Use the proper technique to prevent, or minimize, clogging. Do not lower the nozzle directly on top of a pile of ash because larger chunks of charcoal and unburned material will clog the nozzle. Instead, rest the tip of the nozzle directly on the firebrick and hold it so there is a narrow gap that allows only small ash particles to be sucked in. Move the nozzle in small circular motions while maintaining contact with the firebrick surface. The ash is actually removed from the bottom and not the top. Larger pieces of wood or charcoal, etc. can be left in the stove and burned at a later time. Larger particles or materials are not meant to be removed with this vacuum.
If the nozzle gets clogged, DO NOT use your fingers to clean it out because it may be very hot. The proper way to unclog it is to tap it gently on the firebrick, or base of the fireplace or stove.
The vacuum is designed to remove only fine ash. Larger pieces are more likely to contain hidden hot embers, which can damage the primary filter. These larger pieces should be left in the stove or fireplace and burned at a later time. Be sure to use proper nozzle technique to prevent large pieces from being vacuumed.
Time to empty the canister and/or clean the filters.
This is a simple and clean operation. You don't even have to open the canister. Remove the brass screw-on cap on the top of the Ash Vac, and whiggle the agitator rod back and forth (not up and down) for a few minutes. This knocks ash that has been accumulating on the primary filter off, back into the canister. Be sure to put the cap back on and hand tighten.
If this type of cleaning doesn't result in your Ash Vac returning to full suction, you will need to clean the primary filter. To do this, you have to take the lid off, and you should do this outside, or in a workspace you don't mind getting a little dirty. Using a flat screwdriver, losen the band clamp that holds the primary filter in place. Remove it. Then do the same with the inner, secondary filter. Using another vacuum, vacuum the ash out of the filters to clean them. Reinstall, and you're good to go!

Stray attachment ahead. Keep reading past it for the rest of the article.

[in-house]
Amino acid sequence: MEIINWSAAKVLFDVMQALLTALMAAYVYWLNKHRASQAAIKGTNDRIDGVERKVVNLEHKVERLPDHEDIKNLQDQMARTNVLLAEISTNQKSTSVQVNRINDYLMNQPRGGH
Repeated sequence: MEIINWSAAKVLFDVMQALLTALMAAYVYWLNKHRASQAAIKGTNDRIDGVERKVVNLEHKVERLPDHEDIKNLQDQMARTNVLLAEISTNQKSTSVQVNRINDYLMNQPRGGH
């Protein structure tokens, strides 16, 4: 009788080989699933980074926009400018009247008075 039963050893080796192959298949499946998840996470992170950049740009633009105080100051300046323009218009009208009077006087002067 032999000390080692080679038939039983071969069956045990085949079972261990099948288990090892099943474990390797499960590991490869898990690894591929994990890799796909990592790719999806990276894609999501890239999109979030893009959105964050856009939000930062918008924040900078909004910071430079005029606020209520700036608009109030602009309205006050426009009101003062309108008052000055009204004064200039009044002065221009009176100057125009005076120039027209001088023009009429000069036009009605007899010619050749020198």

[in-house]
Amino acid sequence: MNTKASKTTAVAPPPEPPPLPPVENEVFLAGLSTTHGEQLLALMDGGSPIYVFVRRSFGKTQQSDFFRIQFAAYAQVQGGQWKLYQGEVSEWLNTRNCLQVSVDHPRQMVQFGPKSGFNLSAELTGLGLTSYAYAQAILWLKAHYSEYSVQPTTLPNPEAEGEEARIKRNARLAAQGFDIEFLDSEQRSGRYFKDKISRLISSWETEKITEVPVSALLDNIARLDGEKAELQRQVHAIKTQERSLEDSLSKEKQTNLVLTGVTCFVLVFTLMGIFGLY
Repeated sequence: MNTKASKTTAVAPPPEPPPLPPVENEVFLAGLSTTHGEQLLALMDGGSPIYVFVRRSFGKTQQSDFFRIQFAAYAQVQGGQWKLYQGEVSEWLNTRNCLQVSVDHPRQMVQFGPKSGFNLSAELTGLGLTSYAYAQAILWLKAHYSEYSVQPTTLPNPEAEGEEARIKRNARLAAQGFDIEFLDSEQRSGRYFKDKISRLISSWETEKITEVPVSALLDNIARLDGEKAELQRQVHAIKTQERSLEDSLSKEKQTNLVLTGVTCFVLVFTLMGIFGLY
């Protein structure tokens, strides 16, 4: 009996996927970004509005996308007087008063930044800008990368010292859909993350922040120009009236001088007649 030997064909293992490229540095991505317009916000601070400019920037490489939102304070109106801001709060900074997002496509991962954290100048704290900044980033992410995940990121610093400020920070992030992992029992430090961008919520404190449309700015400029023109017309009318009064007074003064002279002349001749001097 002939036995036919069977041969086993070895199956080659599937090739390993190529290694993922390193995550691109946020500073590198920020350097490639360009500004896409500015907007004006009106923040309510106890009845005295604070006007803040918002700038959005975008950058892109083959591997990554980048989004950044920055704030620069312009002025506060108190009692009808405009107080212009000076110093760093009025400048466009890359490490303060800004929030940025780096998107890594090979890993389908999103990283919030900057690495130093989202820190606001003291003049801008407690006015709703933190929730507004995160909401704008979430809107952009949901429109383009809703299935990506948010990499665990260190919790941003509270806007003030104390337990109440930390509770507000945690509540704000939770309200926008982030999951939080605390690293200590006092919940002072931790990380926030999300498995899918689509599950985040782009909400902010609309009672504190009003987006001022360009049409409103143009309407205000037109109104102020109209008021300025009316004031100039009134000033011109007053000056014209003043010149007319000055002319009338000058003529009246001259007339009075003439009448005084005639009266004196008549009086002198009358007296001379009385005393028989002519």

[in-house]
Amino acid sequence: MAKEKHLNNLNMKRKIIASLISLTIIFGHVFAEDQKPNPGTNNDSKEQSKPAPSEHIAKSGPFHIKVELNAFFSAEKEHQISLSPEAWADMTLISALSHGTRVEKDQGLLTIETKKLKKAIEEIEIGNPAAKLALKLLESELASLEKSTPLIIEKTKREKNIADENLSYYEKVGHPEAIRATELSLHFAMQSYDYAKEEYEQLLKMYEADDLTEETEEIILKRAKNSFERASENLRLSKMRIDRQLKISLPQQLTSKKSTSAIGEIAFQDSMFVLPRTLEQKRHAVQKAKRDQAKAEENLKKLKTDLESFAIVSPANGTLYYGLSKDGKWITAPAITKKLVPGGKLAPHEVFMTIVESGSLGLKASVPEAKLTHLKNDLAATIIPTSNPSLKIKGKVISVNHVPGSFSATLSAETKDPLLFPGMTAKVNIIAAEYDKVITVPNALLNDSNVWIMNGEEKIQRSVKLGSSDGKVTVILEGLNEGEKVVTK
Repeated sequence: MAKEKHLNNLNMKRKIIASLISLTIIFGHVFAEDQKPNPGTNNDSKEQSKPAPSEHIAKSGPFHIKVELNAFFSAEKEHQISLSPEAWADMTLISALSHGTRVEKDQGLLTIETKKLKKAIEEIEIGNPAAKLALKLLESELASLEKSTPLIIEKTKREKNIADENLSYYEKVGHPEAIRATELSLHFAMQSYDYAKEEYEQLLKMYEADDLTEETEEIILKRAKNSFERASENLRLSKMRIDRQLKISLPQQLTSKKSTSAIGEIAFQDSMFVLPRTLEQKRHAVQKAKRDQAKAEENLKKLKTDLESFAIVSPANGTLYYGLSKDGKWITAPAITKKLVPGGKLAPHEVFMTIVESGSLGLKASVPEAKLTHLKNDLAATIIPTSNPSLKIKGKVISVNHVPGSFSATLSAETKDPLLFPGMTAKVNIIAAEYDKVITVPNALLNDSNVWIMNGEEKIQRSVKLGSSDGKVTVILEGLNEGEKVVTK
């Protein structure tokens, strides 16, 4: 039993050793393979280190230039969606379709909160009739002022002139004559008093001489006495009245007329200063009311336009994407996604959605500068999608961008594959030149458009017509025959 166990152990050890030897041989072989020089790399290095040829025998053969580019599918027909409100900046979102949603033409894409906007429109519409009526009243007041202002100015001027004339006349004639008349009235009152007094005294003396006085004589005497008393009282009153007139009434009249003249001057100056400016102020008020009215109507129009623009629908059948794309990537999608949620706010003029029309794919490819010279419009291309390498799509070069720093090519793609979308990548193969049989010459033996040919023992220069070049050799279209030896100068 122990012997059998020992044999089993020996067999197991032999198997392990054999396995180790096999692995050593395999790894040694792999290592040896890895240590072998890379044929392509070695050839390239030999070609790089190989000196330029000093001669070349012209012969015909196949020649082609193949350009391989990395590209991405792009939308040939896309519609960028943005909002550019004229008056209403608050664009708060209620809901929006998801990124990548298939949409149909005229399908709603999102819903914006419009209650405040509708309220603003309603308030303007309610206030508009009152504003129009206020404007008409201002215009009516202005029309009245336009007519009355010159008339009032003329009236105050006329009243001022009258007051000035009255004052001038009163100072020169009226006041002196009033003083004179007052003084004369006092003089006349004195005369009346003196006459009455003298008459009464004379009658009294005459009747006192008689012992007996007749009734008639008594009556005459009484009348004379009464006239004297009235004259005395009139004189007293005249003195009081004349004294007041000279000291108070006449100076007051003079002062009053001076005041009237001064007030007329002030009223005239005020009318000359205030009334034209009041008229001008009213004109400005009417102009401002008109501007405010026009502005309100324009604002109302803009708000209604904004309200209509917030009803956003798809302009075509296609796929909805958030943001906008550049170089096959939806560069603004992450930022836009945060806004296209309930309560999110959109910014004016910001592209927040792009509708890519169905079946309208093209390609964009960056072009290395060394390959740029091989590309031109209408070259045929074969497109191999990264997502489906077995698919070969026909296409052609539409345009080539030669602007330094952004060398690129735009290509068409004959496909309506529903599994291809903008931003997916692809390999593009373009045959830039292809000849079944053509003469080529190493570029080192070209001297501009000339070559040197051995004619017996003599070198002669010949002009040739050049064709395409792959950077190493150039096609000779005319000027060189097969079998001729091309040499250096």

Typically after 60-80 gallons of ash has been collected by the vacuum.
Changing of the filters is determined by the use and care given. We recommend that the filters be changed after about 100 gallons of ash have gone through the vacuum.
No. Both filters are specially coated and if they are washed, the finish will be removed and they will not operate properly.
Proper use of your Ash Vac will prevent this from happening. While the primary filter is fire-resistant to 1,000 degrees, large red-hot embers pressed up against it with fast circulating air fanning the temperature higher can cause burn holes. The Ash Vac is designed for "warm ash" NOT hot embers.
This concern is more prevalent with pellet stoves, although it can also happen with regular wood burning fireplaces. The best protection from this type of damage is to allow burnt material to completely cool before vacuuming, and using the nozzle as we recommend to only permit fine ash particles into the vacuum. Hold the tip of the nozzle directly against the firebrick at an angle that only permits fine ash, not large chunks, to enter the nozzle. Vacuum ash from the bottom - not from the top of a pile where red hot embers are more likely to be encountered.
No. This vacuum is only designed for ash. If it is used as a regular shop vacuum for materials that could be flammable and then used in a stove and live embers are removed, a fire could result.
We recommend emptying the vacuum when the ash level is as high as the port on the side of the canister. When the ash gets this high, you will usually notice a slight reduction in suction because of the reduced area for depositing the ash in the canister.
No. Our Ash Vacs are designed for cool to warm ash removal ONLY. Do NOT use one to pick up hot embers.
The Love-Less Ash Company manufactures ash vacuums and accessories for cleaning fireplaces, wood stoves and grilles.